Bangkok Streets

Bangkok.com describes Spirit Houses as, “…doll house-sized homes are set atop a pedestal and placed in an auspicious location, which allows residents, workers and others to offer prayers and small gifts to appease spirits.”

Spirit House in Bangkok

One of the biggest draws of Bangkok is the food. There is something for everyone from street food to upscale dining at five-star restaurants. But the adventure is in finding the street food and little restaurants along the way. We stopped in for lunch at Ban Khun Mae and had one of the best (and hottest) papaya salads of the trip.

Ban Khun Mae Bangkok Menu

It seems like such a simple dish but so many places get it wrong. Fresh limejuice is a must and the right balance of fish sauce, oil and chili flakes.

Ban Khun Mae Bangkok Papaya Salad

Was the hot chicken in coconut milk with galangal soup worth eating in the crazy hot weather? Yes. I’d eat it again in a Bangkok summer. Pretty sure that like New York minute.

Ban Khun Mae Bangkok Chicken Coconut Milk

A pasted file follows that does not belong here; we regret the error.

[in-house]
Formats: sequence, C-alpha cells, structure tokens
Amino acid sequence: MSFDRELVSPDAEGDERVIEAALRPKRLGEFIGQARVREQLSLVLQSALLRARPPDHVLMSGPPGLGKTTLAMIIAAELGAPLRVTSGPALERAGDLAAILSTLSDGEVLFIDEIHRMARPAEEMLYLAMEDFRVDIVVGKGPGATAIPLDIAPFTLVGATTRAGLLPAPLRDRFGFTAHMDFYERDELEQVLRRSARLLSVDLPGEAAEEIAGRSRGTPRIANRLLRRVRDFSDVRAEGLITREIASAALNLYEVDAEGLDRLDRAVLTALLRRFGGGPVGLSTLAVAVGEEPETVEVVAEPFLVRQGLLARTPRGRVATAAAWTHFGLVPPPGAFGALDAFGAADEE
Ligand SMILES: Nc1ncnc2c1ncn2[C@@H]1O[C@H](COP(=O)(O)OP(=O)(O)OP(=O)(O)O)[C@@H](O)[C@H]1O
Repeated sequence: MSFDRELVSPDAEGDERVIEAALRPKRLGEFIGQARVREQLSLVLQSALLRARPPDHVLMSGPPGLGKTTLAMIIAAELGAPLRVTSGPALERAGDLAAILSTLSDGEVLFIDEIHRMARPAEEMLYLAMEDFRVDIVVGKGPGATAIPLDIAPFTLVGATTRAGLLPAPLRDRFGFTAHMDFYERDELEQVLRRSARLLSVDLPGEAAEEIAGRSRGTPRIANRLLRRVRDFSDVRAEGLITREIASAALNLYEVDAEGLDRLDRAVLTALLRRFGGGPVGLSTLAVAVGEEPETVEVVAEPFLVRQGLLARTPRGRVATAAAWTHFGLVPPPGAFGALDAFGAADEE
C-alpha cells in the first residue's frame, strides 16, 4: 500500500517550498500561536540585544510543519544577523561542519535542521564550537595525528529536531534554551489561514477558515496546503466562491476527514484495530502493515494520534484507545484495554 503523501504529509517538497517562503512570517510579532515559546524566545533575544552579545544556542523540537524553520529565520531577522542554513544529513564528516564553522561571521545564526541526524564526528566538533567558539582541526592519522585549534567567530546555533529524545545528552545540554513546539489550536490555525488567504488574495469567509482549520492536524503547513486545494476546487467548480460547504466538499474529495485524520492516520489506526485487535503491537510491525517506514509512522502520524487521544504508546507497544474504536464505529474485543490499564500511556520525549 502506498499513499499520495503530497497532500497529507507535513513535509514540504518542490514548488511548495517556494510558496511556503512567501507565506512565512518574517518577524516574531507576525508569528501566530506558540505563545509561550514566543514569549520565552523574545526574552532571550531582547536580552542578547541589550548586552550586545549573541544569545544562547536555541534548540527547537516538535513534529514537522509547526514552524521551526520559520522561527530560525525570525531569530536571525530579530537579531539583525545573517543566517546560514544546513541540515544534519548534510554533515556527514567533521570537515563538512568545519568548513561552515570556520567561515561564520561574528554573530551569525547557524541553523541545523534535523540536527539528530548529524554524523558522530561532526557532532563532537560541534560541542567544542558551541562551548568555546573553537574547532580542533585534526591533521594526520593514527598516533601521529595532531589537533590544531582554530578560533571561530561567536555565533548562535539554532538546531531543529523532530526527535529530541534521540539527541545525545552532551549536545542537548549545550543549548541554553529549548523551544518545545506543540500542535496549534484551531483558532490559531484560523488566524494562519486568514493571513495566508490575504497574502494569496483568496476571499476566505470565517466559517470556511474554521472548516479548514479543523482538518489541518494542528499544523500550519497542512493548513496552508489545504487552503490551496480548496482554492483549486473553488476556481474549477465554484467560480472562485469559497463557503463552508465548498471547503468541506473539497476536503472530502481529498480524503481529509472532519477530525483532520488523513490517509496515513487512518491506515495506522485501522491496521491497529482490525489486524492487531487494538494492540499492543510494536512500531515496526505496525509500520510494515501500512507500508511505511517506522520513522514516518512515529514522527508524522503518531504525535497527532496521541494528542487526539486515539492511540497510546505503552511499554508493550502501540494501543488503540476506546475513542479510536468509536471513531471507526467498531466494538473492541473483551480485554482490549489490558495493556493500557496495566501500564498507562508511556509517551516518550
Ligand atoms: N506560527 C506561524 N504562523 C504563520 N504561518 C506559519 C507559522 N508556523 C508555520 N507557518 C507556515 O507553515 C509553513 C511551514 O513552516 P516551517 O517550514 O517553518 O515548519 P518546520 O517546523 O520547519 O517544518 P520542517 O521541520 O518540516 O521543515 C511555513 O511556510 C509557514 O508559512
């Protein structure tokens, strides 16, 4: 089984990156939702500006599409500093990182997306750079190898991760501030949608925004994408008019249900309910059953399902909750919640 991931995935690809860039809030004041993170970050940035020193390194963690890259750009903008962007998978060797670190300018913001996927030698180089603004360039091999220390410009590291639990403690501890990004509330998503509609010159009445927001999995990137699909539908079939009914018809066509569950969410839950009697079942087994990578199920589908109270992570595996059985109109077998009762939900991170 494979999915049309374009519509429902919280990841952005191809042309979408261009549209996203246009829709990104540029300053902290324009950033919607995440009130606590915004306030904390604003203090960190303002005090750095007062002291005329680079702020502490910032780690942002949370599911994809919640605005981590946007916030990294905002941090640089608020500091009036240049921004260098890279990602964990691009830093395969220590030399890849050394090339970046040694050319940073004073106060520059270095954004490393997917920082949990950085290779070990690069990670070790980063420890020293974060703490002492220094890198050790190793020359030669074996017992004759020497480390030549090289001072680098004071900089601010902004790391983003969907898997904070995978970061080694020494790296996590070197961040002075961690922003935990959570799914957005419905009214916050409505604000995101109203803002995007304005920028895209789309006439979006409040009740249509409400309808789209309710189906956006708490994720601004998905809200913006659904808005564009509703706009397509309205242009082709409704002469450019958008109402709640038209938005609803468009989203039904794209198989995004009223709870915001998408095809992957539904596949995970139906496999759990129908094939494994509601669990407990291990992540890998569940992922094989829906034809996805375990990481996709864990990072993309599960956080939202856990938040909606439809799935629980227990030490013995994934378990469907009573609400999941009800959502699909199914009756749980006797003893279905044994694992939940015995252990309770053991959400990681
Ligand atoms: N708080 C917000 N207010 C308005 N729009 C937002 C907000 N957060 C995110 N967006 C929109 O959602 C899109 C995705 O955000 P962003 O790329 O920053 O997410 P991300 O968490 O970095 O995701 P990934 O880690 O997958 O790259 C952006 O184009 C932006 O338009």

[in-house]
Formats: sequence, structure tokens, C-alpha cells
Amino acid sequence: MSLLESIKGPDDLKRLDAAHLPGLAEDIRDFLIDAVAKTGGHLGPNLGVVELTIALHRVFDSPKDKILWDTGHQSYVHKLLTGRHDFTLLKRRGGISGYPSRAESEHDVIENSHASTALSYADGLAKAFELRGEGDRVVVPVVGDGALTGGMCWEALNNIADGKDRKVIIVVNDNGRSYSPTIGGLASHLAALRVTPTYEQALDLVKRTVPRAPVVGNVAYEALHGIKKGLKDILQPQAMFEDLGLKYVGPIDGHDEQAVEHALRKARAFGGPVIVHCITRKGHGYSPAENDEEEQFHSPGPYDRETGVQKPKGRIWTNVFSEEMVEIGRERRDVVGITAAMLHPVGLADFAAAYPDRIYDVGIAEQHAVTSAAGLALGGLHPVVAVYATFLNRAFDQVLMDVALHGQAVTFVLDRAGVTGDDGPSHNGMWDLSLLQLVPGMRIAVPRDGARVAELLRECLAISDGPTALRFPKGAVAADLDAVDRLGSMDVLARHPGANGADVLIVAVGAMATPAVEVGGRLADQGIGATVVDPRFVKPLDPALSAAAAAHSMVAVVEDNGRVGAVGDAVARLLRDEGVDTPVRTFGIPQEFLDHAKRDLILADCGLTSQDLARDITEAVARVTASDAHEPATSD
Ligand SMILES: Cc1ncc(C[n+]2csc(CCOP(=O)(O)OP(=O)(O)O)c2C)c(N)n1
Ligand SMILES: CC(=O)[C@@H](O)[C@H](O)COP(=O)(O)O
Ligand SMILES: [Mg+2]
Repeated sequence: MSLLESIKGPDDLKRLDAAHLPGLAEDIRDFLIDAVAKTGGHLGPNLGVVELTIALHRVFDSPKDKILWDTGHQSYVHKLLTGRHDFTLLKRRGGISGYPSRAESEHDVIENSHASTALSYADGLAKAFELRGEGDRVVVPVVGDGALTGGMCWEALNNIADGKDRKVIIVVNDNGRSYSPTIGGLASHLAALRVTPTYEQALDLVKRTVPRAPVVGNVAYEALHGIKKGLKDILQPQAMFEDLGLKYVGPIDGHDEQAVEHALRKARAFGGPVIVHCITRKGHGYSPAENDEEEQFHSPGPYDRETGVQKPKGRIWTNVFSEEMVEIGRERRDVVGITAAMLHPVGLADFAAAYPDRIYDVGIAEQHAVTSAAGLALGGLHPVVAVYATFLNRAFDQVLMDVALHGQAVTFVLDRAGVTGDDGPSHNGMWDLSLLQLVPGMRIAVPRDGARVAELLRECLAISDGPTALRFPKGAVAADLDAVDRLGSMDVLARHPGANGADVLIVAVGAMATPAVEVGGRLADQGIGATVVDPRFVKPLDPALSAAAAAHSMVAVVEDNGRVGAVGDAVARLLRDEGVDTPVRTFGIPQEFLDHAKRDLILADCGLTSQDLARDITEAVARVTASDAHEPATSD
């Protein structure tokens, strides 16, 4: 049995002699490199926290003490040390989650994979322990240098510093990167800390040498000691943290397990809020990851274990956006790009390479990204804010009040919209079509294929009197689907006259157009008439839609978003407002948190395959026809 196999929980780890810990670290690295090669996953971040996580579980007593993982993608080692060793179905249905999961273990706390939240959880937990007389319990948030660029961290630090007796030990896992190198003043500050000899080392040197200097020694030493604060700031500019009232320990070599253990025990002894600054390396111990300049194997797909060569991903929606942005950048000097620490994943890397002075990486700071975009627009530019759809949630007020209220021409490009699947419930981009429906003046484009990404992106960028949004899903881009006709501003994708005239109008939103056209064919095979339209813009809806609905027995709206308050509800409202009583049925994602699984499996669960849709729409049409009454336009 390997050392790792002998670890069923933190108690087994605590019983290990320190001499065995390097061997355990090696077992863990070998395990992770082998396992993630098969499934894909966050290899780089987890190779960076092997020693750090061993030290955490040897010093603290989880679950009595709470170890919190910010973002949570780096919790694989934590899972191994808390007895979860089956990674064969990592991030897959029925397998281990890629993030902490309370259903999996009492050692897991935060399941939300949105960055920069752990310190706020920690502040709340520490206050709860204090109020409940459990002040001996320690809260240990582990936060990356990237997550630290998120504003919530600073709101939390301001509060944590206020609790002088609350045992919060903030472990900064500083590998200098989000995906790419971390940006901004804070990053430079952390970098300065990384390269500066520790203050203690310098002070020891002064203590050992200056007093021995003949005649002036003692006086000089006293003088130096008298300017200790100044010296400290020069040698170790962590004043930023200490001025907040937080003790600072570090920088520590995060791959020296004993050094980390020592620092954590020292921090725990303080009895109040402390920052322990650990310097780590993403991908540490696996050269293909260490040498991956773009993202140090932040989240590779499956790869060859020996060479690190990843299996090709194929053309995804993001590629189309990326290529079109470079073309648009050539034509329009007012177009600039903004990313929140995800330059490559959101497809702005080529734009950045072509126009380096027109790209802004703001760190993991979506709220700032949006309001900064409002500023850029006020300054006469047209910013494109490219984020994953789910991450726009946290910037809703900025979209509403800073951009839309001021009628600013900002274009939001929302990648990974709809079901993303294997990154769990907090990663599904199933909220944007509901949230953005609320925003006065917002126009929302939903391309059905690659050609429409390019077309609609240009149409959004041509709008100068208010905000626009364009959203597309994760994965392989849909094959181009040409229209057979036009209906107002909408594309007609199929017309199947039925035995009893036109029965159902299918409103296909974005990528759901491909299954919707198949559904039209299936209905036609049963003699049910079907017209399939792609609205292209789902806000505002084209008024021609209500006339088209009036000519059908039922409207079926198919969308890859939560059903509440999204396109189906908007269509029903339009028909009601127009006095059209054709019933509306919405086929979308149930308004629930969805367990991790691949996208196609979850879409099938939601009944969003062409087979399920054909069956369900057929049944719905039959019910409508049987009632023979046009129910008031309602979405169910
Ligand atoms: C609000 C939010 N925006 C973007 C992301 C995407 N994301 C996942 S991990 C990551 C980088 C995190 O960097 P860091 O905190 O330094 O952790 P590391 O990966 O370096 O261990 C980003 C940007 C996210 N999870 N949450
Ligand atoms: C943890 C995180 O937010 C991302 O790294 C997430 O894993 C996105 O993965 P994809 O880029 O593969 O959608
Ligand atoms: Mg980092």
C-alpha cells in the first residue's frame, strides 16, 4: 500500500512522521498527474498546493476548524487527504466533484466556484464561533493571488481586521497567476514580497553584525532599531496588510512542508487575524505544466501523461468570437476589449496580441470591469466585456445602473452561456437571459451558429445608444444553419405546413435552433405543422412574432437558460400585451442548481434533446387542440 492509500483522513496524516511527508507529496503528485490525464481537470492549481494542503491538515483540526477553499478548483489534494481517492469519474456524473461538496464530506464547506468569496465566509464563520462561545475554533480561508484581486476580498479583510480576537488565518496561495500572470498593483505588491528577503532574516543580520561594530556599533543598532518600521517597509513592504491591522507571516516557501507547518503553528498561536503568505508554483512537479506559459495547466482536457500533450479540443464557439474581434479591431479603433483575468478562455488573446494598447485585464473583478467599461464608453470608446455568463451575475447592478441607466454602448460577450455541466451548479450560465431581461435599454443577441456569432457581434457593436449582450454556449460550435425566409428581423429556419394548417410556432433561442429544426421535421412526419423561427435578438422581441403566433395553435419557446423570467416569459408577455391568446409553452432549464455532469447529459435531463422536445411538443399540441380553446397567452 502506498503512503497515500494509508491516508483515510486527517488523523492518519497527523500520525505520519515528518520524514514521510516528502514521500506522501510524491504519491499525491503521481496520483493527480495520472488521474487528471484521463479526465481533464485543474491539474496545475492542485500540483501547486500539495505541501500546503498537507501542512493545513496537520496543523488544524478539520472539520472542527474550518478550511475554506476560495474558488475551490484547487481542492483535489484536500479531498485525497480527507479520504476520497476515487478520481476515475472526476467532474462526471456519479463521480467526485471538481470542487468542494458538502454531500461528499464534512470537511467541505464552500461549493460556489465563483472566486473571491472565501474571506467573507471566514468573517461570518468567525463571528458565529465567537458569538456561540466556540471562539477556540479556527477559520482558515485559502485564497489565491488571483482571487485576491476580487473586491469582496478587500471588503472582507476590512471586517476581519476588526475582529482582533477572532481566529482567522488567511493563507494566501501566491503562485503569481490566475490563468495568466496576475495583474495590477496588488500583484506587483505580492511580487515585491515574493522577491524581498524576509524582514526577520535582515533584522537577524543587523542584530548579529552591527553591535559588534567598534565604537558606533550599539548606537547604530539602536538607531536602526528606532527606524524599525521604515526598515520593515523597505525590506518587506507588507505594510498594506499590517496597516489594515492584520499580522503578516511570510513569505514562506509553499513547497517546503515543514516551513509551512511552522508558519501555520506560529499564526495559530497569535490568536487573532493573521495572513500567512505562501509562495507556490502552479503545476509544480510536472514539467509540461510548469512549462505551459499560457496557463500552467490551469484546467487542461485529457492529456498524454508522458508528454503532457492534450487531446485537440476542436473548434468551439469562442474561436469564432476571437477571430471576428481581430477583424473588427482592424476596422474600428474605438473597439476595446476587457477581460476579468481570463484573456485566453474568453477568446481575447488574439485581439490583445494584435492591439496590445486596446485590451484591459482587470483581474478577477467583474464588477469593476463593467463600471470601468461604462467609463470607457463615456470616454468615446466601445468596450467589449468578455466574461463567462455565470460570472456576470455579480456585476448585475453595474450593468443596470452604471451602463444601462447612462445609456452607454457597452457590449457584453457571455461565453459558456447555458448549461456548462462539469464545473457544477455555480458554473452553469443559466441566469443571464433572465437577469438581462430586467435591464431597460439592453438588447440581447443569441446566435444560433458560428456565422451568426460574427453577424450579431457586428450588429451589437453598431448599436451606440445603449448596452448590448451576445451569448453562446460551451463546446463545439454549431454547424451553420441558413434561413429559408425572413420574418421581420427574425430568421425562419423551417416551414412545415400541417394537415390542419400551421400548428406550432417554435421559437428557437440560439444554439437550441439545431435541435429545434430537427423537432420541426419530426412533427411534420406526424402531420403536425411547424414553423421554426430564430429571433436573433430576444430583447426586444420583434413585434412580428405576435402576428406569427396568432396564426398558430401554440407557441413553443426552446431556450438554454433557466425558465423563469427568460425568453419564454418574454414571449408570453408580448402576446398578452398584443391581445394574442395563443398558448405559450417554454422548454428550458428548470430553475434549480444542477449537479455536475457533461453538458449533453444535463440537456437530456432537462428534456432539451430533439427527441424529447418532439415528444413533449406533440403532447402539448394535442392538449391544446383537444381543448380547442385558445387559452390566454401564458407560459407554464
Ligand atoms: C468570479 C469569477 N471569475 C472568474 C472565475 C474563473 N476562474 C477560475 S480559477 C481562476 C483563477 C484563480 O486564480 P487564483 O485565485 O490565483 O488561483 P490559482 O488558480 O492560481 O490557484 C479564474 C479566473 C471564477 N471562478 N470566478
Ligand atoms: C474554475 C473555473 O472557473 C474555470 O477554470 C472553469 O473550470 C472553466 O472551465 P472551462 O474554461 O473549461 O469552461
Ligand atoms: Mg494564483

Chicken soup that was so packed with flavor I was tempted to find the chef and demand the recipe.

Ban Khun Mae Bangkok Chicken Soup

Satiated with lunch that came in under $10 for two we went searching for a food stand I read about on a blog. Never did find the stand but it didn’t matter because we were about to encounter more food than we thought possible.

Bangkok Lunchtime Food Vendors

Bangkok Street Food

Bangkok More Street Food

We continued to wander south and were met with friendly smiles everywhere we went. The overall vibe is surprisingly relaxed given the heat and crowded conditions. Outside of the Grand Palace I didn’t feel like I was treated like a tourist, everyone was busy with his or her own life and left me alone, I liked that. Granted I was not hanging out on Khao San Road or Patong. A great green space to take a break and cool off is Lumphini Park just north of Rama IV Road.

Bangkok Tuk Tuks

Bangkok is no joke, it will wear you out. It’s hot, can be smelly, sometimes dirty and the traffic and crowds can be overwhelming and confusing. But it’s exciting and an opportunity to test yourself to make an adventure out of whatever comes your way. Get out there and explore as much as you can on foot or boat, have a loose itinerary and I guarantee you will feel a satisfaction that surprises you.

Next Blog –  Part II: More food, enjoying the Chao Phraya River and the good life at The Peninsula.

I had to do it; I can’t pretend this song was not in my head the whole time in Bangkok.